Low-carbohydrate diets and exercise
Over the past several years, 2 reviews focused on LCKD (Low Carb Ketogenic Diet) and
exercise have been published.
One of these reviews concluded that sub-maximal endurance performance can be sustained despite
the virtual exclusion of carbohydrate from the human diet(46). The other review addressed the intramuscular enzyme adaptation that occurs with these diets (47).
Several important issues arise in the consideration of LCKD
studies in general and of exercise studies in particular:
1) the time allowed for keto-adaptation
2) the use of electrolyte supplementation and
3) the amount of protein intake.
To try to examine the first issue, we can consider the multiple studies comparing low carbohydrate with high-carbohydrate diets to test the hypothesis that “carbohydrate loading” can enhance physical performance.
None of the studies that support this hypothesis maintained the LCD for 2 wk (48), and most maintained the LCDs for 7 d (49). No studies have carefully examined the process or duration
of keto-adaptation, but clinical observation suggests that it probably takes from 2 to 4 wk for keto-adaptation to occur.(Means body will use energy from Fat adipositas and fat acids instead from Carbs and musle)
The second issue has to do with the maintenance of adequate mineral supplementation as long as the ketogenic state is maintained.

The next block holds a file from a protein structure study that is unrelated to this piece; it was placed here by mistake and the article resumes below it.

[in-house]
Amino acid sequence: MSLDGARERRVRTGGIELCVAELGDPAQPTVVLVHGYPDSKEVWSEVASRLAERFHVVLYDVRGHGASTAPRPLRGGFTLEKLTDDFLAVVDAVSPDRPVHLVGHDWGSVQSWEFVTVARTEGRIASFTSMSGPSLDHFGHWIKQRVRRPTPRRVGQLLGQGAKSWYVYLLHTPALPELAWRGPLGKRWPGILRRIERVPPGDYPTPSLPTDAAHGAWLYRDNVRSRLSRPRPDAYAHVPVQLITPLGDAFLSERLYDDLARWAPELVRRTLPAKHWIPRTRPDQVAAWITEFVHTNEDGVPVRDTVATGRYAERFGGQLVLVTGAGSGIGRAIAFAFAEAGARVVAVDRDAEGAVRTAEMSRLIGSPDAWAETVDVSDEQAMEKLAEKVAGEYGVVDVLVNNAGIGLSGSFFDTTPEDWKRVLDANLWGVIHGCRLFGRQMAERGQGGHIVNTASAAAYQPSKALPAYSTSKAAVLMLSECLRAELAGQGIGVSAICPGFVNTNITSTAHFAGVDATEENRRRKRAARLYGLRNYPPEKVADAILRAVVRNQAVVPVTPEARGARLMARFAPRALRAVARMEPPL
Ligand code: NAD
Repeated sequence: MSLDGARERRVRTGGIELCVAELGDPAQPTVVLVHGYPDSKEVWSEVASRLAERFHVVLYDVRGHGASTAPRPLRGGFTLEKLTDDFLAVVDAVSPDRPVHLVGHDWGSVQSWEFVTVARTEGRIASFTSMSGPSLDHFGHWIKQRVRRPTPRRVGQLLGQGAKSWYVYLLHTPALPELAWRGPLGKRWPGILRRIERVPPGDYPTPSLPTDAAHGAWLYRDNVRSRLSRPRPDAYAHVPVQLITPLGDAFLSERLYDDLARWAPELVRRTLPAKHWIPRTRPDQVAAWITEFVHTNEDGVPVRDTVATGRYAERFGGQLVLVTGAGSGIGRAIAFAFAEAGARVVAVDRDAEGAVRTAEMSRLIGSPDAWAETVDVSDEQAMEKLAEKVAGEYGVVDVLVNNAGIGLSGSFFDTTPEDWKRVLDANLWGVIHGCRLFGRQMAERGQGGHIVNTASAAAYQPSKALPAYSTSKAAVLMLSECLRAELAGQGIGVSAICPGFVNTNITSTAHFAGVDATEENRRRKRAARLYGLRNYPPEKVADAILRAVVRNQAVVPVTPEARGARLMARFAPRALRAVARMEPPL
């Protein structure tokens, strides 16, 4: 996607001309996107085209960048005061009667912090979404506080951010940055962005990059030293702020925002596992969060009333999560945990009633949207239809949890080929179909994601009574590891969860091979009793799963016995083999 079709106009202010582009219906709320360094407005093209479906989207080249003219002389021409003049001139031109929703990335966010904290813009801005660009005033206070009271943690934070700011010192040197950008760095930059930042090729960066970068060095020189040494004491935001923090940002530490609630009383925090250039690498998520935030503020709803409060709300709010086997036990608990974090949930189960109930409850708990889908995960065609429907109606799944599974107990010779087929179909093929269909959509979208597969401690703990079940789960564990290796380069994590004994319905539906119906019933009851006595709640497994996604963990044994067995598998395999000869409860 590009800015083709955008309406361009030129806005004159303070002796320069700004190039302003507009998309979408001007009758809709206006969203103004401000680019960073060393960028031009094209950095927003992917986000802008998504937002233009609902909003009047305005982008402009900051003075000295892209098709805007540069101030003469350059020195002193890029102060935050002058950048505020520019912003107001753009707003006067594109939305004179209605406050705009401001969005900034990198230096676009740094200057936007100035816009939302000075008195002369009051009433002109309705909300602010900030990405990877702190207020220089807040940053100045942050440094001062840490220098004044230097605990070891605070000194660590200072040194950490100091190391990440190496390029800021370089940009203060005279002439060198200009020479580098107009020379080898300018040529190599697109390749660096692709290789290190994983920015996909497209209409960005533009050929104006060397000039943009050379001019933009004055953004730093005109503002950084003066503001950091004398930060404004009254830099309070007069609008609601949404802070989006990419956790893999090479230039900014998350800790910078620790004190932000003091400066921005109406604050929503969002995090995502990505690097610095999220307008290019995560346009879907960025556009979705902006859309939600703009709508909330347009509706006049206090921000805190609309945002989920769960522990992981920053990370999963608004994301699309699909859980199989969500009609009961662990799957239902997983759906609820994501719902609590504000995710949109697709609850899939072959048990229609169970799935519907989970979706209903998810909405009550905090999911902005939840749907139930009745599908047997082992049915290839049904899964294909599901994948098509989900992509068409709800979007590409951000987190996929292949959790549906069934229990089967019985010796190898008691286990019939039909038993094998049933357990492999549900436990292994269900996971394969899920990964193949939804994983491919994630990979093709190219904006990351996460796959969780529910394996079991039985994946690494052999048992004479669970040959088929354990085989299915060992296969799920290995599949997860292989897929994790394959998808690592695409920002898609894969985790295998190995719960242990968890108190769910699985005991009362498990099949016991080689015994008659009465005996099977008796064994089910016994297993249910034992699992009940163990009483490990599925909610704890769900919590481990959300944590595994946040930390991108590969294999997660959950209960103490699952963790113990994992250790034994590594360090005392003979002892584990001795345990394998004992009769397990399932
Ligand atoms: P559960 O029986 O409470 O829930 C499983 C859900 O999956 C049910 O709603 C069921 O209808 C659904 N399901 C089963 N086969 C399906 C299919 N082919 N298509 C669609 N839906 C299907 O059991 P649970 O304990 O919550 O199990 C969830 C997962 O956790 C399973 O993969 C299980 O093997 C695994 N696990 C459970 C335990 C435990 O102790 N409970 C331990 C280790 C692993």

One group of investigators provided supplements containing 3–5 g sodium/d and 2–3 g potassium/d and found that circulatory competence during sub-maximal exercise was sustained.
These supplements also allowed the subjects to achieve nitrogen balance, which had not been achieved in studies that did not use supplements (20).
The third issue affecting physical performance is adequate
protein intake. It is generally accepted that the preservation of
LBM and of physical performance during any degree of energy
restriction occurs when protein is in the range of 1.2 to 1.7 g kg
reference body wt1 d1.
The use of the mid-range value of 1.5g kg1 d1 for adults with reference weights ranging from 60 to 80 kg, this translates into total daily protein intakes of 90 to 120 g/d. When adequate protein intake is expressed in the context of total daily energy expenditures of 2000 to 3000 kcal/d,15% of
daily energy expenditure should be provided as protein.
Further research on exercising under conditions of LCDs is
needed. These studies may be optimized by careful attention to
the time needed for keto-adaptation, to mineral supplementation,
and to the daily protein dose.
Therapeutic use of ketogenic diets should not limit most forms of physical activity, with the caveat
that anaerobic performance (ie, weight lifting or sprinting) maybe limited by lower-muscle glycogen concentrations.